Networking 101

I’m going to Disney World!

Wait, no I’m not. I’m going to SeaWorld. To hang with Shamu.

Yep, that’s where Dan Kennedy strangely decided to have his latest  SuperConference.

So today’s another travel day…

As I’ve written in the past about attending events, you must do so with  strategery, as old GWB would say.

You can’t just show up and “wing it”. You need to have a plan. Seminars are all about making the most of every minute that you are there.

When I attend seminars, I take meaningful gifts for some speakers and  questions – and sometimes even advice – for all of them. I do my prep  and research beforehand.

For Kennedy’s event, I already have meetings booked for a breakfast, a lunch, and all dinners (plus coffee breaks) for the three days I’ll be there.

Following this type of strategy will make your trip worth 20x’s the effort and investment.

You should come so prepared that even if you forget everything the speakers teach you, that you should still have so much strategic association planned that it will give you a 20-to-1 return on your investment of time, energy, and money put into your travel.

Gary, our copywriter, attended the recent Ryan Deiss Traffic & Conversion Summit and made these networking suggestions for big events.

“When you meet people, ask them what is happening in their business. Most people love to talk about themselves and how great their business is doing. As you listen, interject a second question and ask them, “What is holding you back?”  Do your best to add value to their business by suggesting a resource or connection.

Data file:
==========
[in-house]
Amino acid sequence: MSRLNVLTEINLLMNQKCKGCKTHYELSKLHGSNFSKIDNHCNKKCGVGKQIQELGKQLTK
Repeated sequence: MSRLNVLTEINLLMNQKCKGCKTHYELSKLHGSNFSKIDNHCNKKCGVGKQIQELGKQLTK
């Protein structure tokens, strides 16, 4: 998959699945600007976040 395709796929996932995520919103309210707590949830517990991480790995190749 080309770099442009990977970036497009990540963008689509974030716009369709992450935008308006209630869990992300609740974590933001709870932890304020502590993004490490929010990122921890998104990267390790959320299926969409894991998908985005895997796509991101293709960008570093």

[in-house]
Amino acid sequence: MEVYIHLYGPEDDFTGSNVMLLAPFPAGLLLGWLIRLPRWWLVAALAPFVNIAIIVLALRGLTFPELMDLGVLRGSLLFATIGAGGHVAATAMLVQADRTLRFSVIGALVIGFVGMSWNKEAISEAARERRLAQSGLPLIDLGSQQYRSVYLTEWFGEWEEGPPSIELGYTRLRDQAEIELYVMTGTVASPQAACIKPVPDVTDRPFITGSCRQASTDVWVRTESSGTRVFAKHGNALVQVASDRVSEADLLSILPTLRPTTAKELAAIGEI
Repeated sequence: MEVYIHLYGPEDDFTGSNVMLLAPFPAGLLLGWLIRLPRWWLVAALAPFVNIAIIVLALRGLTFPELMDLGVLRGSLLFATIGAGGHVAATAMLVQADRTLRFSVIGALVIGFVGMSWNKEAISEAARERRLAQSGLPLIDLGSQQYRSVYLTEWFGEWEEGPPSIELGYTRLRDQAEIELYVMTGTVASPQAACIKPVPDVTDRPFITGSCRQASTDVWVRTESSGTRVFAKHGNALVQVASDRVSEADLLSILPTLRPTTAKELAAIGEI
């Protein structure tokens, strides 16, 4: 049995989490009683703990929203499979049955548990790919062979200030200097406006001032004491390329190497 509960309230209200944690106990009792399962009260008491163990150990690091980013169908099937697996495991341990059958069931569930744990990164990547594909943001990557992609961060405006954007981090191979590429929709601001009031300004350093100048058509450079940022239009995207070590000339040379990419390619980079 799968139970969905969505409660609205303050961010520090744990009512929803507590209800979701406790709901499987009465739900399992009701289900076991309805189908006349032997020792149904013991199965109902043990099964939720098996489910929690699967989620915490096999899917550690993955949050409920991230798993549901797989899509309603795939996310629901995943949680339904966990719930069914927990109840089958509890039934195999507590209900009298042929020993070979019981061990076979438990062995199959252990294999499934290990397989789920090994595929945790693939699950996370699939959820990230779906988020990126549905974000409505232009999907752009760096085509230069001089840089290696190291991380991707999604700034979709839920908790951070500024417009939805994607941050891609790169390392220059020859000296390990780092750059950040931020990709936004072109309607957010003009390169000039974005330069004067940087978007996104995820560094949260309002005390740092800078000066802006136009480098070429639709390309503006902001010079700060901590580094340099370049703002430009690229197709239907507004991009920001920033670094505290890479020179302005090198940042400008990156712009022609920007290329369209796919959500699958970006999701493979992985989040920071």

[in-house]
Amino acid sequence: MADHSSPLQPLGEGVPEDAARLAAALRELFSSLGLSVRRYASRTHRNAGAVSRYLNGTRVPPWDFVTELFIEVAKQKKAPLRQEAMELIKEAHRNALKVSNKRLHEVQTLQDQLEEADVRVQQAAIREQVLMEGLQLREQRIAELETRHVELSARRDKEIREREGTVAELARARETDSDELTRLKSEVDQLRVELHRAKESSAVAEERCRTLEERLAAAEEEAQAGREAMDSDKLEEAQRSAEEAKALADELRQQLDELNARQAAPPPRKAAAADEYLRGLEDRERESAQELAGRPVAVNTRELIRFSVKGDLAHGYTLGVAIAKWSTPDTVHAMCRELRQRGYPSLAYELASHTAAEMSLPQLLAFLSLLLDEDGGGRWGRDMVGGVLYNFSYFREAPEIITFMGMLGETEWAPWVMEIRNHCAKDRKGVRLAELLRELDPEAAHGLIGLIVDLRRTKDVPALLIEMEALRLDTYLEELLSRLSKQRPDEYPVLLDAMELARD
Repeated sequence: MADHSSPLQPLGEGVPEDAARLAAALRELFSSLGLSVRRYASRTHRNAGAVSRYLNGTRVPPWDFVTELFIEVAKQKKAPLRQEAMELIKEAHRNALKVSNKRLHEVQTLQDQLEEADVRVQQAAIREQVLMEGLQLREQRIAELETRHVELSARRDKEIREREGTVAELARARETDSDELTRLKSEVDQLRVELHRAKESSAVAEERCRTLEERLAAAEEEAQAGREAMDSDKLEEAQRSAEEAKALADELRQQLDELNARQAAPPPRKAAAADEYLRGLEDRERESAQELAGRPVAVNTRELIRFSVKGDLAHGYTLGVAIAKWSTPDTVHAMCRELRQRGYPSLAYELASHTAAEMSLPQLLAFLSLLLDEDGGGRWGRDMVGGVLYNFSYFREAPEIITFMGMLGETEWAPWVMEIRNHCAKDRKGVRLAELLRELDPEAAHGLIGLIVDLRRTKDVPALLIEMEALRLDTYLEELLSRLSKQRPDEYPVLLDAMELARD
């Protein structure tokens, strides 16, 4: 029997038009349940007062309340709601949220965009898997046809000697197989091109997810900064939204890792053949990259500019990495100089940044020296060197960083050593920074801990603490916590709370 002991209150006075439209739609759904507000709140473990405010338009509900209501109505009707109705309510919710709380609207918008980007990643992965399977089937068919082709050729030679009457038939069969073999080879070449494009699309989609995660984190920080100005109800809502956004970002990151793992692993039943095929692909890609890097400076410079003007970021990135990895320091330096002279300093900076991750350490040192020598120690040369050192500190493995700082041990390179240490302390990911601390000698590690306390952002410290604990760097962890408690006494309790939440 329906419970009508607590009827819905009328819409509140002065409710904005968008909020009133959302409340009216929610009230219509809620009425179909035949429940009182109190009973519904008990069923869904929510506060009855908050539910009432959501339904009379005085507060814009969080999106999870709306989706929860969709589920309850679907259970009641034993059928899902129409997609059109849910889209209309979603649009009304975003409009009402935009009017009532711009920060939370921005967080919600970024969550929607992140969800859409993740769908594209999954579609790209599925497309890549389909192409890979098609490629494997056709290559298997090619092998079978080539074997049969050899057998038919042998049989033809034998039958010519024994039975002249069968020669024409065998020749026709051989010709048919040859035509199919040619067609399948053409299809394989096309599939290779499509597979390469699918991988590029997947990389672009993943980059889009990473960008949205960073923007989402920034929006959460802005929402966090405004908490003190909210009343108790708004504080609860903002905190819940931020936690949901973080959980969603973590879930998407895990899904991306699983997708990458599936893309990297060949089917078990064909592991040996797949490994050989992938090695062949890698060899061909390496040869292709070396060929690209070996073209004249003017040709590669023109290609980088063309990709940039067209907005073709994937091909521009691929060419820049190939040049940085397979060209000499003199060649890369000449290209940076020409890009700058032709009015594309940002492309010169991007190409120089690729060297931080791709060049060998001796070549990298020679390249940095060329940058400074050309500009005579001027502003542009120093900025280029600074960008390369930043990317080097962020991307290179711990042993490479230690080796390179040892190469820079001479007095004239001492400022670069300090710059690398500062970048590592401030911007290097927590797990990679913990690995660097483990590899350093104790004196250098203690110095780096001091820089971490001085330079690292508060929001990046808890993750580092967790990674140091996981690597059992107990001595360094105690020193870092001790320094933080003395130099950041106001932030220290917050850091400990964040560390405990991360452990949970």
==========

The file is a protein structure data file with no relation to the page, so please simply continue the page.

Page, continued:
Get their contact info and promise to follow up with more information.”

But, Gary warns, “Don’t talk non-stop about business. Find something that gets  them to have a good time rather than the same conversation they have over and  over again. Share something that they’ll think is unique about you (it must be true) so that they remember you, because chances are, if you’re serious about your business, then you’ll  be attending future seminars and seeing those same people  again. That’s how you’ll build long-term allies for your business.”

“If the conversation is going to be a long one, perhaps because you are seated with them at a dinner or having coffee, work to find common ground and interests that you can discuss. Talk about your favorite books – that relate to their business or interests – and then send a copy of the book (ask for their address by email after the event). And offer to make introductions to the people that you know that can help them out. You’ll walk away as a value adder, and someone they’d like to talk  more to.”

Most people are real friendly, so don’t be scared…unless it’s Roman.

Finally, if you’re a bit of an introvert like your editor and sometimes struggle to get involved in conversation, Gary advises that you, “Simply look for introductions.

You don’t necessarily need to speak with everyone you meet in a one-on-one environment. Instead, when you see people you do know that are in a group  conversation, politely walk up and join them.”

Now you can see how important networking, when done right, can be.

Over at ETR, we’re taking our own advice, both at seminars and through our  connections to get associated with bigger and bigger potential partners.

Earlier this year we connected with Brian Proctor (son of Bob) and Tom Ziglar  (son of Zig). We hope they will be Platinum Partners in our 2nd Transformation Contest starting up in August.

Back at Underground (Yanik Silver’s seminar), I was able to meet with and re-establish ETR’s relationship with Brian Kurtz, a VP at the legendary direct mail company Boardroom Inc. Brian and I have plans to meet again in May and discuss an interesting new video project.

Remember, as I told you when promoting the Virtual Mastermind, success really  is about WHO you know.

So get out there and get to know more people.

If I can do it, anyone can.

Time for my flight,

Craig Ballantyne

“First, say to yourself what you would be; then do what you have to do.”
– Epictetus